In order for a person to listen normally, the middle ear must function normally. First of all, the tympanic membrane should be intact and the air must have the same pressure on both sides. Secondly, the ossicles (malleus, incus and stirrup) that connect the tympanic membrane to the inner ear through the oval window should be properly connected and have mobility. One of the most common problems that affect the acoustic alyssum is otosclerosis. It is a strange situation, with no known etiology, that affects women more often than men and tends to appear more often in families and so many female individuals in many generations can have it. Of course, new cases of otosclerosis are often observed in individuals with no family history. This situation almost always affects both ears in simultaneously, although some patients develop otosclerosis in one ear and still have normal hearing in the other.
What happens in otosclerosis is that the bone that surrounds the oval window, in which the base of the stirrup rests, begins to grow and thicken. The base of the stirrup is based on the oval window with a thin, strong elastic membrane called the ring connector. When normal, this device allows sound waves collected by the tympanic membrane to be transported efficiently and effectively in the inner ear fluids. As the excessive growth of the new bone increases involving the ring connector, the mobility of the stirrup and hearing is reduced. The condition progresses slowly until the stirrup is finally stranded completely and the hearing cannot get any worse – at least on the part of the conductivity. Usually, one of the ears is affected and after several years the second ear starts to show the same signs, which is when most patients begin to understand the problem. Pregnancy is considered to accelerate the process of fixation of the stirrup and so the hearing will deteriorate more rapidly during these 9 months than when not pregnant. This is considered to be the result of very high levels of hormones, but there is no satisfactory evidence in audiology tests that it is actually happening. Moreover, there is insufficient evidence to support the hypothesis that modern contraceptive drugs that contain estrogen or hormone replacement therapy may have negative influence on the development of otosclerosis.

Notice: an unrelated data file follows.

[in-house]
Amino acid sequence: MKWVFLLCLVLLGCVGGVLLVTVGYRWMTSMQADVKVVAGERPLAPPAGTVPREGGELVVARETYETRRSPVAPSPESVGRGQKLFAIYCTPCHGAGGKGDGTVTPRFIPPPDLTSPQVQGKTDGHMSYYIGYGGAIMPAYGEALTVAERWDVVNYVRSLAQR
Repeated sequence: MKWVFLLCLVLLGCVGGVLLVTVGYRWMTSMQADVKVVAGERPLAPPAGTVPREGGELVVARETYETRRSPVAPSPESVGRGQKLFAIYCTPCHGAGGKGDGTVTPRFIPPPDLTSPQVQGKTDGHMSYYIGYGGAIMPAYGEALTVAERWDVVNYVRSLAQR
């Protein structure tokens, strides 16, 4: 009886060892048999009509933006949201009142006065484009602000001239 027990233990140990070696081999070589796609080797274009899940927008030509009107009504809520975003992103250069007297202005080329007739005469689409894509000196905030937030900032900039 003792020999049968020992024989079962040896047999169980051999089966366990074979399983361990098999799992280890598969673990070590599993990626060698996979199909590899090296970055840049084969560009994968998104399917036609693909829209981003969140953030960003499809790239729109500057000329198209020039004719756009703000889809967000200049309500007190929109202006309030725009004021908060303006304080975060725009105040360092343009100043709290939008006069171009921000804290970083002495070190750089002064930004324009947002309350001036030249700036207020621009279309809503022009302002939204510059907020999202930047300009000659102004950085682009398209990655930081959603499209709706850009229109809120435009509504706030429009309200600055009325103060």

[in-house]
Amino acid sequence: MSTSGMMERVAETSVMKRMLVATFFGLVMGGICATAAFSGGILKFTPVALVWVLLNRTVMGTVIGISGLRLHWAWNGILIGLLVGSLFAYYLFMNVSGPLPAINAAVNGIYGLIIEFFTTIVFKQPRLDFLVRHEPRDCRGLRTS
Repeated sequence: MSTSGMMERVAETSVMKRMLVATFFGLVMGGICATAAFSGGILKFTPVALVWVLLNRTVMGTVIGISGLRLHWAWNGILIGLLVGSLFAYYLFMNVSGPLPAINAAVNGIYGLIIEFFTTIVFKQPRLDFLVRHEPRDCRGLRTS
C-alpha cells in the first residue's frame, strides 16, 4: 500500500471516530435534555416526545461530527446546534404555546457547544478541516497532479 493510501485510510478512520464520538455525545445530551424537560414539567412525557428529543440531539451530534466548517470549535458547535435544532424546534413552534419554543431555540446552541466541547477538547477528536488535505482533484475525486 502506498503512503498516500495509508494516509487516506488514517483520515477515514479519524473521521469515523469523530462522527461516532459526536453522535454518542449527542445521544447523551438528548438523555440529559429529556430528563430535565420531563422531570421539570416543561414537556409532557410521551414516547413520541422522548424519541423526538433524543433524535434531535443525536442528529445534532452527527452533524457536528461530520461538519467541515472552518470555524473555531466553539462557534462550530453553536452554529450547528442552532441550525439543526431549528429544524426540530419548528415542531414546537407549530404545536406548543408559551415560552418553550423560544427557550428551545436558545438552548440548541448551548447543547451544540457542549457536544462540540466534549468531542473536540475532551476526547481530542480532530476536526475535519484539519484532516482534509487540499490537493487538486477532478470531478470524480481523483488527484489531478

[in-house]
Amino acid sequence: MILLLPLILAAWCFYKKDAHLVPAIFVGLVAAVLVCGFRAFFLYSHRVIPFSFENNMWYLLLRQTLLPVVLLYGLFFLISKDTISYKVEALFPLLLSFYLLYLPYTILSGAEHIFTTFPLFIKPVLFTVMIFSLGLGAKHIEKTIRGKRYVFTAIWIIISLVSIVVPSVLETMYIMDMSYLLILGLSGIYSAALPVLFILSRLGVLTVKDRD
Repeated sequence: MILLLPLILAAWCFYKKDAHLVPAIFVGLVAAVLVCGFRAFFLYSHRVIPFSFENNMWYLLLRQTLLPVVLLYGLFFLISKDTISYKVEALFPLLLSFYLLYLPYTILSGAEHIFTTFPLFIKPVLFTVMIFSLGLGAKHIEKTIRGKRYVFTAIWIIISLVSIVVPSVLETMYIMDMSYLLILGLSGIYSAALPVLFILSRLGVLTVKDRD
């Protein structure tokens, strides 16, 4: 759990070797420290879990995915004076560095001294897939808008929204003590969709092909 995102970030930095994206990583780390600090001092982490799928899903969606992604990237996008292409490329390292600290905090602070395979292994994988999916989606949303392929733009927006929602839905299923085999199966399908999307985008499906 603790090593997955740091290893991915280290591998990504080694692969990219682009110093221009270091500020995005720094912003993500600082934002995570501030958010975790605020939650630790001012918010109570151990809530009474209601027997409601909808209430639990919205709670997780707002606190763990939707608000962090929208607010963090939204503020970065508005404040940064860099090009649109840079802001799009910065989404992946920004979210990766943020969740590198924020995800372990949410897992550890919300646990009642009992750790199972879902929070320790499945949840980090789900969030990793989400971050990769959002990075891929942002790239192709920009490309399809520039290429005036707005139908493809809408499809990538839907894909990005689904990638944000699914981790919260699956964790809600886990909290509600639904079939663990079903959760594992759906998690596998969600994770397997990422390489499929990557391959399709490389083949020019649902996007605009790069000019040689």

Patients feel that they hear better when there are noises in relation to the hearing in quiet places and this is probably because the noise makes the stirrup to move and because people speak louder when in noise.
There are several ways of dealing with otosclerosis:
No treatment: If the situation is not so serious as to cause problems in daily life or if only one ear is infected many patients do not seek help.
Inserting a hearing aid: Otosclerosis is a condition that can be helped very easily from a conventional device, because the only requirement is to make incoming sounds stronger enough to overcome the obstacle caused by the production of the new bone.
Surgery: It is impossible to remove the new bone that is created, but it can be bypassed by removing the arc of the stirrup and opening a small hole at the base of the stirrup, so that an artificial bone can be inserted (preposition) to the hole in the stirrup and then be connected to the anvil. In fact, the acoustic alyssum is reconstituted in miniature and is fully mobile, so the sound can still be directed by the tympanic membrane to the inner ear through the oval window. That is, nature is copied. The surgery is called anavolektomi. More correctly it is called anavolotomi since the stirrup is not removed, but a hole is created in it.